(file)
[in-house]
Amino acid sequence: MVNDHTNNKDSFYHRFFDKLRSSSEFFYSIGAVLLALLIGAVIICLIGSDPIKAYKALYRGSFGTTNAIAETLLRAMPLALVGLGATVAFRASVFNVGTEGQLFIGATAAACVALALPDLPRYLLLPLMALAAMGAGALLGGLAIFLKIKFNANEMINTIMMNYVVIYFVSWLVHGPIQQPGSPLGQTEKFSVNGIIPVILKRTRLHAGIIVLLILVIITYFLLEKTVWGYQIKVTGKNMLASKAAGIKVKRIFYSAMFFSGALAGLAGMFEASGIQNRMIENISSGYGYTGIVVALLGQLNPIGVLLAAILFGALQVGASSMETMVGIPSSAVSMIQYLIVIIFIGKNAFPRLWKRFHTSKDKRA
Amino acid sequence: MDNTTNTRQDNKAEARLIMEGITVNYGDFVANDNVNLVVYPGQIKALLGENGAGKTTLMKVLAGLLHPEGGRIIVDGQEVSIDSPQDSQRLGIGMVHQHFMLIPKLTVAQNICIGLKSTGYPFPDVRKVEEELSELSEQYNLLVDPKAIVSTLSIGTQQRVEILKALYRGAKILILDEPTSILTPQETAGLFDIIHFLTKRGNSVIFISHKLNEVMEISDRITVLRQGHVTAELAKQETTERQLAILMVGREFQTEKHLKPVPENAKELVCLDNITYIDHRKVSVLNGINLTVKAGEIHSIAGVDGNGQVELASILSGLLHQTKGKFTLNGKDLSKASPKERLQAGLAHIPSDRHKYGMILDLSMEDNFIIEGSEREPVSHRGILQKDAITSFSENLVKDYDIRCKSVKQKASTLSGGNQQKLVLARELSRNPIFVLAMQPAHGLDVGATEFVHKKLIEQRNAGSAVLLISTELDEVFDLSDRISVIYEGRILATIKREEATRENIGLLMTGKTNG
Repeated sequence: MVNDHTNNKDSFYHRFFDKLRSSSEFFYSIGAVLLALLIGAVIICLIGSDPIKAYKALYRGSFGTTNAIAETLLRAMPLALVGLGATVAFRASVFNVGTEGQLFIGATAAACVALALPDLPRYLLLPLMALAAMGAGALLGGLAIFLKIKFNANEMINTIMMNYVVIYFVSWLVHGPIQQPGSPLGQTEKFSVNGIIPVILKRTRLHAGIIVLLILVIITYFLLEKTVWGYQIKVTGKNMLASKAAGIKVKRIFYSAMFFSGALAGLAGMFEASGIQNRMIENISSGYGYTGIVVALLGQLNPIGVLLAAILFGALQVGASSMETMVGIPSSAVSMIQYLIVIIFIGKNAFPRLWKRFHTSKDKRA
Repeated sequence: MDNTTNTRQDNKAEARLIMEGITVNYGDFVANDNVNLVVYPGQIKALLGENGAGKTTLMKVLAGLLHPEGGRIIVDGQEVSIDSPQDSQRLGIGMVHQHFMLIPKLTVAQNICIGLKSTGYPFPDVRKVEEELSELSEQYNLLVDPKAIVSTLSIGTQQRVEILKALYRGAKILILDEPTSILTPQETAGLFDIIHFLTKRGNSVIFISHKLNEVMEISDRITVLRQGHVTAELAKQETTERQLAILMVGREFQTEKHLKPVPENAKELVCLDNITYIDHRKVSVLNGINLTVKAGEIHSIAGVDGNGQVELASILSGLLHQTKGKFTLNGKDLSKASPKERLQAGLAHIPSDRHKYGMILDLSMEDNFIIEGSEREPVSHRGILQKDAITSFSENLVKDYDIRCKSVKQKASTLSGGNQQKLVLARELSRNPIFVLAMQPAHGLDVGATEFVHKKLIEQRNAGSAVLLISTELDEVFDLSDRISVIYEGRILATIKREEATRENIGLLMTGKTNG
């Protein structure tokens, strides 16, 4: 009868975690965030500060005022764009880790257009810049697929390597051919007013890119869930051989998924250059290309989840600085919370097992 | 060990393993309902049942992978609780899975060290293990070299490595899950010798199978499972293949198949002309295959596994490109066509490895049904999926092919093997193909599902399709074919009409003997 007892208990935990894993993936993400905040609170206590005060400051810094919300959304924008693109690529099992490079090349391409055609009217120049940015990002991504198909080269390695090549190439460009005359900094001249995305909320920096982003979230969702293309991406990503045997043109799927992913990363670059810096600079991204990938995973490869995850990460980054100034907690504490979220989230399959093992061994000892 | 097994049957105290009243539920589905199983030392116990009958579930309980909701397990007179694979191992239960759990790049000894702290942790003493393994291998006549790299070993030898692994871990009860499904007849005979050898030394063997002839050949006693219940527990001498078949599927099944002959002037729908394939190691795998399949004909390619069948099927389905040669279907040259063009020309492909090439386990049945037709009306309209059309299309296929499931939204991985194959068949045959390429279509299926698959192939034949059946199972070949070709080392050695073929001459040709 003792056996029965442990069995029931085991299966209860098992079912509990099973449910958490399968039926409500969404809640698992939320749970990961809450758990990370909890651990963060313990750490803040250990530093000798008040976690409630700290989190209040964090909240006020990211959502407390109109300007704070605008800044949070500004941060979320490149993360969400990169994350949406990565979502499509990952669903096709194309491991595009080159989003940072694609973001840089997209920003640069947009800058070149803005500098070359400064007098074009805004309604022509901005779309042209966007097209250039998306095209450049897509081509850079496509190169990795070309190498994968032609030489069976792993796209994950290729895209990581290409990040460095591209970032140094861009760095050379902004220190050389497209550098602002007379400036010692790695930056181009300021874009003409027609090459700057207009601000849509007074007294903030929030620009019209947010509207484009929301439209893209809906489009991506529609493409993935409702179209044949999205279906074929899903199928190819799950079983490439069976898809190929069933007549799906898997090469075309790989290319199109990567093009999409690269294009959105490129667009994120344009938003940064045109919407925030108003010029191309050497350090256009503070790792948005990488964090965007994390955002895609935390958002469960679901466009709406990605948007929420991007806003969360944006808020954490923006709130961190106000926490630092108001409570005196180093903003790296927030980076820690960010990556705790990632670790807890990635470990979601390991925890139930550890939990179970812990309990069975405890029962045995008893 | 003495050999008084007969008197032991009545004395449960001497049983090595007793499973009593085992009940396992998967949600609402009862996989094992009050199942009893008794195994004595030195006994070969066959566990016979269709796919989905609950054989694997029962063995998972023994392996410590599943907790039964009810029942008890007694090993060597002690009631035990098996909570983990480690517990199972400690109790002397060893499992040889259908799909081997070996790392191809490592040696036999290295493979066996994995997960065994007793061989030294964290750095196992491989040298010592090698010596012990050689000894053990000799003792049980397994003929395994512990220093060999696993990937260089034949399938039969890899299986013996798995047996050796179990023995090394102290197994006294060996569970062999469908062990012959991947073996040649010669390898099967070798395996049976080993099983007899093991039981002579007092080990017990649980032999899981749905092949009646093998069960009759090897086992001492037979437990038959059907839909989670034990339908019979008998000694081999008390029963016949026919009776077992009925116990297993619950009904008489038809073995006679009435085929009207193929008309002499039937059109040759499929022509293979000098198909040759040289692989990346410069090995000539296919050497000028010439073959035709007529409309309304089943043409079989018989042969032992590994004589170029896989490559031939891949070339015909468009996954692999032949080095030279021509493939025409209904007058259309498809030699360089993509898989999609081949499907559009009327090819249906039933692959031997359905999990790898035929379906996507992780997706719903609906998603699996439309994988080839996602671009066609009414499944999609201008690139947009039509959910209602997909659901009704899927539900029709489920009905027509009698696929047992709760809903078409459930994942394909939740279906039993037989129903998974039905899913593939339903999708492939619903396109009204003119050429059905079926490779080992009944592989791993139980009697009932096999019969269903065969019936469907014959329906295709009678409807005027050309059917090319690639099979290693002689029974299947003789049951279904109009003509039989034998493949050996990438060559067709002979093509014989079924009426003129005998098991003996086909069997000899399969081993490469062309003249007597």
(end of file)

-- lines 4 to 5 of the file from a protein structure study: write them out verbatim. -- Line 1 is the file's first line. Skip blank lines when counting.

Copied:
Repeated sequence: MVNDHTNNKDSFYHRFFDKLRSSSEFFYSIGAVLLALLIGAVIICLIGSDPIKAYKALYRGSFGTTNAIAETLLRAMPLALVGLGATVAFRASVFNVGTEGQLFIGATAAACVALALPDLPRYLLLPLMALAAMGAGALLGGLAIFLKIKFNANEMINTIMMNYVVIYFVSWLVHGPIQQPGSPLGQTEKFSVNGIIPVILKRTRLHAGIIVLLILVIITYFLLEKTVWGYQIKVTGKNMLASKAAGIKVKRIFYSAMFFSGALAGLAGMFEASGIQNRMIENISSGYGYTGIVVALLGQLNPIGVLLAAILFGALQVGASSMETMVGIPSSAVSMIQYLIVIIFIGKNAFPRLWKRFHTSKDKRA
Repeated sequence: MDNTTNTRQDNKAEARLIMEGITVNYGDFVANDNVNLVVYPGQIKALLGENGAGKTTLMKVLAGLLHPEGGRIIVDGQEVSIDSPQDSQRLGIGMVHQHFMLIPKLTVAQNICIGLKSTGYPFPDVRKVEEELSELSEQYNLLVDPKAIVSTLSIGTQQRVEILKALYRGAKILILDEPTSILTPQETAGLFDIIHFLTKRGNSVIFISHKLNEVMEISDRITVLRQGHVTAELAKQETTERQLAILMVGREFQTEKHLKPVPENAKELVCLDNITYIDHRKVSVLNGINLTVKAGEIHSIAGVDGNGQVELASILSGLLHQTKGKFTLNGKDLSKASPKERLQAGLAHIPSDRHKYGMILDLSMEDNFIIEGSEREPVSHRGILQKDAITSFSENLVKDYDIRCKSVKQKASTLSGGNQQKLVLARELSRNPIFVLAMQPAHGLDVGATEFVHKKLIEQRNAGSAVLLISTELDEVFDLSDRISVIYEGRILATIKREEATRENIGLLMTGKTNG